Basic forecast methods:
Technical analysis and fundamental analysis
This chapter and the next one provide insight into the two major methods of analysis used to forecast the behavior of markets. Technical analysis and fundamental analysis differ greatly, but both can be useful forecasting tools for the trader. They have the same goal – to predict a price or movement. The technician studies the effects, while the fundamentalist studies the causes of market movements. Many successful traders combine a mixture of both approaches for superior results
Categories and aim of this chapter
The categories and approaches in technical analysis all aim to support the investor in determining his/her views and forecast price movement of the products traded. Here we will describes the approaches, methods and tools used to this end. However, this chapter does not intend to provide a comprehensive and/or professional level of knowledge and skill, but rather let the reader become familiar with the terms and tools used by technical analysts.
Technical analysis by currency traders
Technical analysis is a method used by traders to predict price movements and future market trends by studying what has occurred in the past using charts. Technical analysis is concerned with what has actually happened in the market, rather than what should happen, and takes into account the price of instruments and the volume of trading, and creates charts from that data as a primary tool. One major advantage of technical analysis is that experienced analysts can follow many markets simultaneously.
Technical analysis is built on three essential principles:
1. Market action discounts everything! This means that the actual price is a reflection of everything that is known to the market that could affect it. Some of these factors are: fundamentals (inflation, interest rates, etc.), supply and demand, political factors and market sentiment. However, the pure technical analyst is only concerned with price movements, not with the reasons for any changes.
2. Prices move in trends. Technical analysis is used to identify patterns of market behavior that have long been recognized as significant. For many given patterns there is a high probability that they will produce the expected results. There are also recognized patterns that repeat themselves on a consistent basis.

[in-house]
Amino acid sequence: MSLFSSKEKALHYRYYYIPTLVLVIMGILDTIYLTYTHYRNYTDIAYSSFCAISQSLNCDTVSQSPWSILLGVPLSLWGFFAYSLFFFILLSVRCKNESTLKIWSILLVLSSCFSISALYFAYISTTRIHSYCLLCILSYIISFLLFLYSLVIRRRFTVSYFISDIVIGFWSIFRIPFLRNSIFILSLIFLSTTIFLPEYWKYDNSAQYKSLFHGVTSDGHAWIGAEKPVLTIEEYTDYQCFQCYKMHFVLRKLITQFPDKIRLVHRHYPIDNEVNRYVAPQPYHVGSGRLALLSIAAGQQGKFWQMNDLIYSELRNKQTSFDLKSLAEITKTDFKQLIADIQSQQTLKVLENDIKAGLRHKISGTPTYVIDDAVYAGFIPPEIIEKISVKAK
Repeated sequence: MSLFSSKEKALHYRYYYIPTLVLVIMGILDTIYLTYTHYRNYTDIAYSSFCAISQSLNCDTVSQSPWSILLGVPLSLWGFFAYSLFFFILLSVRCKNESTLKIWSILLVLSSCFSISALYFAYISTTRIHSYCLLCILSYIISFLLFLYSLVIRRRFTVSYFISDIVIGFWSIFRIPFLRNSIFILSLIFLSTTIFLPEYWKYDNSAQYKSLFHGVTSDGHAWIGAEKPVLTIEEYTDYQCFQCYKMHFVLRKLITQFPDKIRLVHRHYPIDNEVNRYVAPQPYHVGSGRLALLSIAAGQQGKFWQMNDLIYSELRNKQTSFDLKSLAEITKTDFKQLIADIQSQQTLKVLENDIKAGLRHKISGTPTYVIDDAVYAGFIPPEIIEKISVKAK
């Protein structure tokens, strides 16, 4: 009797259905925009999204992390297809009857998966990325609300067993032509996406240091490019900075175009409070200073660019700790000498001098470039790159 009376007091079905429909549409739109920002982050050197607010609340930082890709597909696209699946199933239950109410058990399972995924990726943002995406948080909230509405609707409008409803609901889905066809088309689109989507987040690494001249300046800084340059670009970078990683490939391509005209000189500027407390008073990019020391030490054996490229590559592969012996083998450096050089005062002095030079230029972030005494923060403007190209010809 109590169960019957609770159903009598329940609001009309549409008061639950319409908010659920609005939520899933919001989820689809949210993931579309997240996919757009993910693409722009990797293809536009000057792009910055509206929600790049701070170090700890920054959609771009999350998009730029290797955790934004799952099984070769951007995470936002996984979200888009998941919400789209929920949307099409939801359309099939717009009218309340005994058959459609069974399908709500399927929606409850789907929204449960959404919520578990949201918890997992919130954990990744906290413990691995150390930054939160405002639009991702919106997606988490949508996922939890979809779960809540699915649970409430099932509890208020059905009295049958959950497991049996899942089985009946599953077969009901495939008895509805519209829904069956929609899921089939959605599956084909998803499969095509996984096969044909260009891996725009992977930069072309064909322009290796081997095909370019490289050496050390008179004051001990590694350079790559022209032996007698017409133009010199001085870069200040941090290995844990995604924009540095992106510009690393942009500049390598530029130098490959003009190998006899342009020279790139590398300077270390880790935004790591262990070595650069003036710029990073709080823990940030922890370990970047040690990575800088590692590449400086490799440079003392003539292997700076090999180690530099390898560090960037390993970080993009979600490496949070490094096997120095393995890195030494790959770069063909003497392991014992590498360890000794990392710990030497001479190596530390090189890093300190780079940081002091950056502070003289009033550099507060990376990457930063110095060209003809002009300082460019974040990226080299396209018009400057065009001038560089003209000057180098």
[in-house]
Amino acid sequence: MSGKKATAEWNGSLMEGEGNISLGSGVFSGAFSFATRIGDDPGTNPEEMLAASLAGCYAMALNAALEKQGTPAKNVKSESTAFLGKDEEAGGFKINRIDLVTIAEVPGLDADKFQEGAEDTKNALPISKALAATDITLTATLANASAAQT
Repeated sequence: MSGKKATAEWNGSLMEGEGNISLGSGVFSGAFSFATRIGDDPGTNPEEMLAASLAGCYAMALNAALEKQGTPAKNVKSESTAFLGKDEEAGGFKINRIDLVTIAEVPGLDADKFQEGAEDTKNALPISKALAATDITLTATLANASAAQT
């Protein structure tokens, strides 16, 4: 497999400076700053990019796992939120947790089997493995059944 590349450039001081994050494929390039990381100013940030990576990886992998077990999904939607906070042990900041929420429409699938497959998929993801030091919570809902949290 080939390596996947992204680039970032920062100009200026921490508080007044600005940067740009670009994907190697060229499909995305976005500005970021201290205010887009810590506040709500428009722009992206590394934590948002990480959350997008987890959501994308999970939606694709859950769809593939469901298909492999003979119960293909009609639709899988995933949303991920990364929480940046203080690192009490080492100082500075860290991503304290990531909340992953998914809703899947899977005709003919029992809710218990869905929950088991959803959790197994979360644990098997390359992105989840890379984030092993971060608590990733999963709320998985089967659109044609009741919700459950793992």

3. History repeats itself. Chart patterns have been recognized and categorized for over 100 years, and the manner in which many patterns are repeated leads to the conclusion that human psychology changes little over time. Since patterns have worked well in the past, it is assumed that they will continue to work well into the future.
Charts are based on market action involving price. There are five categories in technical analysis theory:
- Indicators (oscillators, e.g.: Relative Strength Index (RSI)
- Number theory (Fibonacci numbers, Gann numbers)
- Waves and Gaps (Elliott wave theory)
- Trends (following moving average).
The most common technical analysis tools:
Coppock Curve is an investment tool used in technical analysis for predicting bear market lows.
DMI (Directional Movement Indicator) is a popular technical indicator used to determine whether or not a currency pair is trending.
Bollinger Bands – a range of price volatility named after John Bollinger, who invented them in the 1980s. They evolved from the concept of trading bands, and
can be used to measure the relative height or depth of price. A band is plotted two standard deviations away from a simple moving average. As standard deviation is a measure of volatility, Bollinger Bands adjust themselves to market conditions. When the markets become more volatile, the bands widen (move further away from the average), and during less volatile periods, the bands contract (move closer to the average).
Bollinger Bands are one of the most popular technical analysis techniques. The closer prices move to the upper band, the more overbought is the market, and the closer prices move to the lower band, the more oversold is the market.
Support / Resistance The Support level is the lowest price an instrument trades at over a period of time. The longer the price stays at a particular
level, the stronger the support at that level. On the chart this is price level under the market where buying interest is sufficiently strong to overcome selling pressure. Some traders believe that the stronger the support at a given level, the less likely it will break below that level in the future. The Resistance level is a price at which an instrument or market can trade, but which it cannot exceed, for a certain period of time. On the chart this is a price level over the market where selling pressure overcomes buying pressure, and a price advance is turned back.